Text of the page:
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In January, the app came under fire when a Stockholm hospital reported that 37 women seeking abortions were using Natural Cycles as birth control. But the Swedish Medical Products Agency concluded in September that the unwanted pregnancies were inline with typical use failure rates.
Still, the discipline involved with the daily tracking of one’s cycle and temperature has some doctors concerned.
After all, while using an algorithm may make Natural Cycles seem high-tech, the premise behind the app is nearly a century old. Birth control methods based on tracking ovulation are called fertility-awareness methods, and they’ve been around since the 1930s. According to the Centers for Disease Control and Prevention, these methods are only 76 percent effective. The most well known is the rhythm method, in which women count the days in their menstruation cycle to predict fertility. When women combine counting days with tracking other signs, like temperature or cervical fluid appearance, clinical trials demonstrate much higher efficacy rates.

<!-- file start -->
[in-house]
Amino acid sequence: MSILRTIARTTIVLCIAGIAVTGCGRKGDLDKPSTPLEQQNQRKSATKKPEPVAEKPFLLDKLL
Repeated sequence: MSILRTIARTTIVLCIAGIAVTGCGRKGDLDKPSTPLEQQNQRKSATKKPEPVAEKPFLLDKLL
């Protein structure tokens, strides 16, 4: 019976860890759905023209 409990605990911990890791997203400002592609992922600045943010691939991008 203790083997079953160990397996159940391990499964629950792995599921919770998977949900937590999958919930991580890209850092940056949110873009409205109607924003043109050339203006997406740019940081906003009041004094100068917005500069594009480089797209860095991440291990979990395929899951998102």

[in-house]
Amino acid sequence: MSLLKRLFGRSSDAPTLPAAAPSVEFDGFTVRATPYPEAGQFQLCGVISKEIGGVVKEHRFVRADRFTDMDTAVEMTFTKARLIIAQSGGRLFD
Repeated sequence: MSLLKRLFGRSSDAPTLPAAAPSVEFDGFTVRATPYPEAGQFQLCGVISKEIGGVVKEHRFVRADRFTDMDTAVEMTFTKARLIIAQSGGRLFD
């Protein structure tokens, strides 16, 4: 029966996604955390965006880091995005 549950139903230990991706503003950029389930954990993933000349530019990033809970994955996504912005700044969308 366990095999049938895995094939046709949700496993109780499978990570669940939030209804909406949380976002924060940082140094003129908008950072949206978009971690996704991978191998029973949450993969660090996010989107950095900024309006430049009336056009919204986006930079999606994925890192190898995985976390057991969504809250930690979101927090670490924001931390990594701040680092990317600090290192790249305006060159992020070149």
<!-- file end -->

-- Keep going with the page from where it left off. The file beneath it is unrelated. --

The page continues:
Doctors and researchers have been eager to see more randomized control trials of the app. And some have criticized past studies of Natural Cycles for being run by the company’s founders and advisory board members instead of neutral parties.
Yet experts expect the prevalence of app-based family planning will continue to rise. Whether women are using fertility-awareness methods for religious reasons or to avoid hormones or implants, there are already nearly 100 apps designed to track menstrual cycles. Glow, Kindara, Daysy and Groove already offer fertility tracking options for women seeking to avoid pregnancy.
The door is now open for these apps to seek FDA approval and even promote themselves as contraception.